Unexpected effects of climate change: worse food safety, more car wrecks
I hate to be cliche but this study is comparing apples and oranges. It compares unusually hot days with permanently hot weather.
I grew up in tropical Australia where our normal temperature range for most of the year was way higher than what Greenies fear for the rest of the world.
Our tempertures were often in the 90s F. So were we lazybones who had lots of car crashes? We would have heard all about it if it were so but we did not and when I moved to more temperate climes people's behaviour seemed no different from what I had been accustomed to. Though I suspect that we drank a bit more cold beer. And here's the rub: People MOVE there for the less stressful environment. Lots of people like it hot. So it cannot be too bad there can it!
What the Solons below overlook is that the human body has a considerable range of heat adaptation and if you are PERMANENTLY in a hot climate, you will adapt to it and the heat will become hardly noticed.
We always laughed at news of fatal "heat waves" in Britain. Our WINTER temperatures were similar to British "heatwaves" yet we just went about our business with no accounts of "heatwave" deaths at all.
So the prophecies below can be dismissed as ignorant of human diversity
On excessively hot days, there are more likely to be fatal car accidents and food safety problems, and police officers and government food inspectors tend to do less of their duties, according to a study published Monday in the Proceedings of the National Academy of Sciences.
The Massachusetts Institute of Technology scientists, who analyzed data from across the United States, suggest that if the climate continues to change, by 2050 -- and in another 50 or so years beyond that -- our world may be less safe than it is today.
"The crux of the idea -- which is that weather affects how we perform our duties and how we go about our daily lives and the risks that we experience -- is indeed simplistic," said Nick Obradovich, co-author of the study and a research scientist at MIT's Media Lab.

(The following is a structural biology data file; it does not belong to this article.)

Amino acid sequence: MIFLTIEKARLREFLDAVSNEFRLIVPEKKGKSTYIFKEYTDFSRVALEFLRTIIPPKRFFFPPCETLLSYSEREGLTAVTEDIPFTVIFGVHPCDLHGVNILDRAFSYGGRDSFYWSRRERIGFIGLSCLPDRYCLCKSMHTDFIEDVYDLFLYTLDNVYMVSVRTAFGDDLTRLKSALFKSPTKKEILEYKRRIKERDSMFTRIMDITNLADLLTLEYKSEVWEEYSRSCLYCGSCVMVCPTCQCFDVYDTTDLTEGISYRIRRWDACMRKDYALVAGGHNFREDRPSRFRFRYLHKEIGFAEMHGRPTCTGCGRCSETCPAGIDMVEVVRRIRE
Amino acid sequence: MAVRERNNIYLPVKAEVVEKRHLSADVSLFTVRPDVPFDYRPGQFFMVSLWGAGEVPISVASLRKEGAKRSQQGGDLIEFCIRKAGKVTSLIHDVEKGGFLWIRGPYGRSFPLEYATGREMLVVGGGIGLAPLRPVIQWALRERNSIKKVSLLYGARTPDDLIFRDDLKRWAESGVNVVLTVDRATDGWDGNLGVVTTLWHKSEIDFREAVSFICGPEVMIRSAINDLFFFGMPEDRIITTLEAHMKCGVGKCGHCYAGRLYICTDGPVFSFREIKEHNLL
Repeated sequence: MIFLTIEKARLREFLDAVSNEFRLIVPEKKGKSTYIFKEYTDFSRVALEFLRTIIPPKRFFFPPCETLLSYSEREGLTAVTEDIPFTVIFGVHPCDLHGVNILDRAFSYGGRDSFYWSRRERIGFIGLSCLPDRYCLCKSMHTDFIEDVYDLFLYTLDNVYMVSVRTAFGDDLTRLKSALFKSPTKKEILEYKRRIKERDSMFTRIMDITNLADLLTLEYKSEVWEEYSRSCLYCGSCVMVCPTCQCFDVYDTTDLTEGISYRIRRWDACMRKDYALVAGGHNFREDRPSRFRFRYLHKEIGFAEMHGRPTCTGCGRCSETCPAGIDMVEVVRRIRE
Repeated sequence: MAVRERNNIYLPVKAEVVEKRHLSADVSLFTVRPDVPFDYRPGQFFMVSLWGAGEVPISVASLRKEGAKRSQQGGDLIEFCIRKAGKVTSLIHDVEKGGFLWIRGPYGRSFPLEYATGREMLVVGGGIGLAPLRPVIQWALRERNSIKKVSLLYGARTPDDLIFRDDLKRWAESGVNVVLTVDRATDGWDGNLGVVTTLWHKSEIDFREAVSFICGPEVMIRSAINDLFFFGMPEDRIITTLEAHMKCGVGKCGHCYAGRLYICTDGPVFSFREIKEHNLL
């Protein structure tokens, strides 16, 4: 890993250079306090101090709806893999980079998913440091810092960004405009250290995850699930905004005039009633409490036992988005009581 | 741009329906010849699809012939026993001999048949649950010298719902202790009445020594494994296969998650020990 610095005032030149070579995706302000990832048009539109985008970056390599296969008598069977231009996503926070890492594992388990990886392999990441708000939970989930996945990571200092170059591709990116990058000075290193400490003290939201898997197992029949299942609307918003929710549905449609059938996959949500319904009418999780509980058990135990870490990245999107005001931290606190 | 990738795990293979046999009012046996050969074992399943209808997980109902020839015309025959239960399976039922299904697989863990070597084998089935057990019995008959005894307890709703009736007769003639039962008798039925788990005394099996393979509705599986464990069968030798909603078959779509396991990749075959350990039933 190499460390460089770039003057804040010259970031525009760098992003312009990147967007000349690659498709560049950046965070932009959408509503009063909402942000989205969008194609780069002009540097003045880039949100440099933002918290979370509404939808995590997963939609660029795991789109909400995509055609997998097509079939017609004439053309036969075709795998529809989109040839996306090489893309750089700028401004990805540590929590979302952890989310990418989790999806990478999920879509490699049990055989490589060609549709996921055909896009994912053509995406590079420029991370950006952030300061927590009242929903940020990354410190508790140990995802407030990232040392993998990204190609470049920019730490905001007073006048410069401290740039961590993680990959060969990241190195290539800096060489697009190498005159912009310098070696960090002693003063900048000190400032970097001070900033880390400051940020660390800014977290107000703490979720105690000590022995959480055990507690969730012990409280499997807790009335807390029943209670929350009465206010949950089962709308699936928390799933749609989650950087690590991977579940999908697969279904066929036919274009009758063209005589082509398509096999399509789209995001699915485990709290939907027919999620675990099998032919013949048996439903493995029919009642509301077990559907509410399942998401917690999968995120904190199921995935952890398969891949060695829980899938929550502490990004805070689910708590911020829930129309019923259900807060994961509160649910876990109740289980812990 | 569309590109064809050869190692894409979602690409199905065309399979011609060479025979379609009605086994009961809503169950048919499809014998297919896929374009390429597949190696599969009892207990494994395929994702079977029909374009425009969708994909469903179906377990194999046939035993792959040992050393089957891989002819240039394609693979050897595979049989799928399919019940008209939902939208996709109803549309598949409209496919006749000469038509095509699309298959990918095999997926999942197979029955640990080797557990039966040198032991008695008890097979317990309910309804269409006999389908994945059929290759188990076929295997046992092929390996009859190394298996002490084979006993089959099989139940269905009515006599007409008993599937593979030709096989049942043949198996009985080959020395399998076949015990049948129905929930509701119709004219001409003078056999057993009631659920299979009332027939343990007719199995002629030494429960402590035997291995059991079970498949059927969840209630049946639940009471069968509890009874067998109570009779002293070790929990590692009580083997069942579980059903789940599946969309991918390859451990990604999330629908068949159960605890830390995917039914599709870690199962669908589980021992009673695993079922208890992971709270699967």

What is not at all simple is that he and his colleagues used a "massive amount of data" to understand how temperature affects crucial government work, and this is the "first time, to our knowledge, that's been done."
"Hot temperatures are basically bad for human functioning," Obradovich said. This is the case across "a broad suite of things" that scientists have studied: Sleep quality, mood, mental health, risk of suicide and work productivity are all "harmed by hot temperatures."
So, do hot temperatures harm government workers' ability to do their jobs?
Obradovich and his colleagues analyzed data from more than 70 million police stops between 2000 and 2017 and more than 500,000 fatal motor vehicle crashes between 2001 and 2015. They also looked at nearly 13 million food safety violations (for restaurants and food production facilities) recorded across more than 4 million inspections between 2012 and 2016.
The researchers established the usual range of temperatures for cities and states and then examined "what happens if you have, all else equal, just an unusually warm day in that range?" Obradovich explained.
"So, let's say it's summer in Columbus, Ohio, and usually that day is, say, 90 degrees Fahrenheit, but today it is 92 degrees Fahrenheit."
Next, the research team asked, "on any given day, is this facility -- is this restaurant or food production facility -- inspected or not? And the probability that a facility is inspected goes down in hot temperatures," Obradovich said. "That's one of the main findings."
A similar picture emerged when the researchers examined traffic accidents and policing.
"What you see is that fatal crash incidence goes up in hot temperatures," Obradovich said. Here, an average temperature range of 30° C to 40° C (or 86° F to 104° F) produces an amplified risk of fatal car crashes of half a percentage point, the study finds.
"It also goes up in particularly cold temperatures, but you see a sharper increase in the hot temperature range," he said.
"So people are more likely to have a fatal crash in hot temperatures, but also, the probability of traffic stops -- the number of traffic stops that are conducted in a county on a given day when it is hot -- goes down," Obradovich said.